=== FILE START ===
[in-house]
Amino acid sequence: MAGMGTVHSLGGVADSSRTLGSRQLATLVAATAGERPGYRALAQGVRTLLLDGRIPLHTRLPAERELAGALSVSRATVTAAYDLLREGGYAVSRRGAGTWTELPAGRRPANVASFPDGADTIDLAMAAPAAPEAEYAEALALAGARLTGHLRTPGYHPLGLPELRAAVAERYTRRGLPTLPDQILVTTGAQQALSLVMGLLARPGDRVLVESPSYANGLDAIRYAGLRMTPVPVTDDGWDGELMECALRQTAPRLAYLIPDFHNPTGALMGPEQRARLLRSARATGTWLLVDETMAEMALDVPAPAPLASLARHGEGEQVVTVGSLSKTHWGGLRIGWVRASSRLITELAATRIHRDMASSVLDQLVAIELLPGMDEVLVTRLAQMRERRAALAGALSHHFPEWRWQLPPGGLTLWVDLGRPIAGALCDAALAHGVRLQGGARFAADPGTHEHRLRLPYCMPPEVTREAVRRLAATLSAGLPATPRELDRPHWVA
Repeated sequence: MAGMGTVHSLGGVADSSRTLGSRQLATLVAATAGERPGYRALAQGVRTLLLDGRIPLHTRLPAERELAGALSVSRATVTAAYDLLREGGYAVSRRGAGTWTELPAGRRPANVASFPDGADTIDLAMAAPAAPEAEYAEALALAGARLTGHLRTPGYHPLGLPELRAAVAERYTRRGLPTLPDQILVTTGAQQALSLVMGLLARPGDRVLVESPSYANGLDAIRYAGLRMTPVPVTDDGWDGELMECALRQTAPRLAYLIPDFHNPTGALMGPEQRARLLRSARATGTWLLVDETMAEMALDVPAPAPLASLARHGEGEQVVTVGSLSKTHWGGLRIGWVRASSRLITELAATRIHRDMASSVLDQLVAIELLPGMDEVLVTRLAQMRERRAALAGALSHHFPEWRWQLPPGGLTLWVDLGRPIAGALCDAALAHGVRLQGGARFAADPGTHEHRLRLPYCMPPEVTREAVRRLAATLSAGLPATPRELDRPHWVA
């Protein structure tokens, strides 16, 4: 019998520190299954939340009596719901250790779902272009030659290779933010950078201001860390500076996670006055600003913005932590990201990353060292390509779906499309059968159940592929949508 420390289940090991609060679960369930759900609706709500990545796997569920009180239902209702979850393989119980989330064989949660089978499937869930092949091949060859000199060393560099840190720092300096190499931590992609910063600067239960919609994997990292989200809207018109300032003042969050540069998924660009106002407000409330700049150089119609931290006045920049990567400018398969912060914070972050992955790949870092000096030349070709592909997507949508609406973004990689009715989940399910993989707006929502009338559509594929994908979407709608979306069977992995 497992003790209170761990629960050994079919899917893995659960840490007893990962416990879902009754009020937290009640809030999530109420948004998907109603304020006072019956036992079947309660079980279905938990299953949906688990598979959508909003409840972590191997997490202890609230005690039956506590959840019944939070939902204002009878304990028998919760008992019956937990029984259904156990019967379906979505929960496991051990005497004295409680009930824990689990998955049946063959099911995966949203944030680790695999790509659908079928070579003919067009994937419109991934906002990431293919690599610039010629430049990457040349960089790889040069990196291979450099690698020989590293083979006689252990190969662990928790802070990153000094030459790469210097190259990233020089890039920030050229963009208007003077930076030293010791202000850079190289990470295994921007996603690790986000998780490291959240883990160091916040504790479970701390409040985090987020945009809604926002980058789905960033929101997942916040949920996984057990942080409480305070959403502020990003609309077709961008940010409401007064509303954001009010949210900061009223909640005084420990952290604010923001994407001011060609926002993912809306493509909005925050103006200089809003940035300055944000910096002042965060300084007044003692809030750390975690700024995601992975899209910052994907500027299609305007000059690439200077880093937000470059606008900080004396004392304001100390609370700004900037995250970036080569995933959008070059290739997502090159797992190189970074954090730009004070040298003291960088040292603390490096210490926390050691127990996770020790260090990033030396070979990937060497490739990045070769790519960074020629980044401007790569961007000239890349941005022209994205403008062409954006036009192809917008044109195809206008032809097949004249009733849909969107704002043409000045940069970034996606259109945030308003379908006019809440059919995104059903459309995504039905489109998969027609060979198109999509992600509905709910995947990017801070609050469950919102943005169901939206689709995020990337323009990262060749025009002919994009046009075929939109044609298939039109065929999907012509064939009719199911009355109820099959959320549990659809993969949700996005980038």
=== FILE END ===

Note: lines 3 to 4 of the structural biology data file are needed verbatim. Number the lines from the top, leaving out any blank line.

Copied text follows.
Repeated sequence: MAGMGTVHSLGGVADSSRTLGSRQLATLVAATAGERPGYRALAQGVRTLLLDGRIPLHTRLPAERELAGALSVSRATVTAAYDLLREGGYAVSRRGAGTWTELPAGRRPANVASFPDGADTIDLAMAAPAAPEAEYAEALALAGARLTGHLRTPGYHPLGLPELRAAVAERYTRRGLPTLPDQILVTTGAQQALSLVMGLLARPGDRVLVESPSYANGLDAIRYAGLRMTPVPVTDDGWDGELMECALRQTAPRLAYLIPDFHNPTGALMGPEQRARLLRSARATGTWLLVDETMAEMALDVPAPAPLASLARHGEGEQVVTVGSLSKTHWGGLRIGWVRASSRLITELAATRIHRDMASSVLDQLVAIELLPGMDEVLVTRLAQMRERRAALAGALSHHFPEWRWQLPPGGLTLWVDLGRPIAGALCDAALAHGVRLQGGARFAADPGTHEHRLRLPYCMPPEVTREAVRRLAATLSAGLPATPRELDRPHWVA
């Protein structure tokens, strides 16, 4: 019998520190299954939340009596719901250790779902272009030659290779933010950078201001860390500076996670006055600003913005932590990201990353060292390509779906499309059968159940592929949508 420390289940090991609060679960369930759900609706709500990545796997569920009180239902209702979850393989119980989330064989949660089978499937869930092949091949060859000199060393560099840190720092300096190499931590992609910063600067239960919609994997990292989200809207018109300032003042969050540069998924660009106002407000409330700049150089119609931290006045920049990567400018398969912060914070972050992955790949870092000096030349070709592909997507949508609406973004990689009715989940399910993989707006929502009338559509594929994908979407709608979306069977992995 497992003790209170761990629960050994079919899917893995659960840490007893990962416990879902009754009020937290009640809030999530109420948004998907109603304020006072019956036992079947309660079980279905938990299953949906688990598979959508909003409840972590191997997490202890609230005690039956506590959840019944939070939902204002009878304990028998919760008992019956937990029984259904156990019967379906979505929960496991051990005497004295409680009930824990689990998955049946063959099911995966949203944030680790695999790509659908079928070579003919067009994937419109991934906002990431293919690599610039010629430049990457040349960089790889040069990196291979450099690698020989590293083979006689252990190969662990928790802070990153000094030459790469210097190259990233020089890039920030050229963009208007003077930076030293010791202000850079190289990470295994921007996603690790986000998780490291959240883990160091916040504790479970701390409040985090987020945009809604926002980058789905960033929101997942916040949920996984057990942080409480305070959403502020990003609309077709961008940010409401007064509303954001009010949210900061009223909640005084420990952290604010923001994407001011060609926002993912809306493509909005925050103006200089809003940035300055944000910096002042965060300084007044003692809030750390975690700024995601992975899209910052994907500027299609305007000059690439200077880093937000470059606008900080004396004392304001100390609370700004900037995250970036080569995933959008070059290739997502090159797992190189970074954090730009004070040298003291960088040292603390490096210490926390050691127990996770020790260090990033030396070979990937060497490739990045070769790519960074020629980044401007790569961007000239890349941005022209994205403008062409954006036009192809917008044109195809206008032809097949004249009733849909969107704002043409000045940069970034996606259109945030308003379908006019809440059919995104059903459309995504039905489109998969027609060979198109999509992600509905709910995947990017801070609050469950919102943005169901939206689709995020990337323009990262060749025009002919994009046009075929939109044609298939039109065929999907012509064939009719199911009355109820099959959320549990659809993969949700996005980038």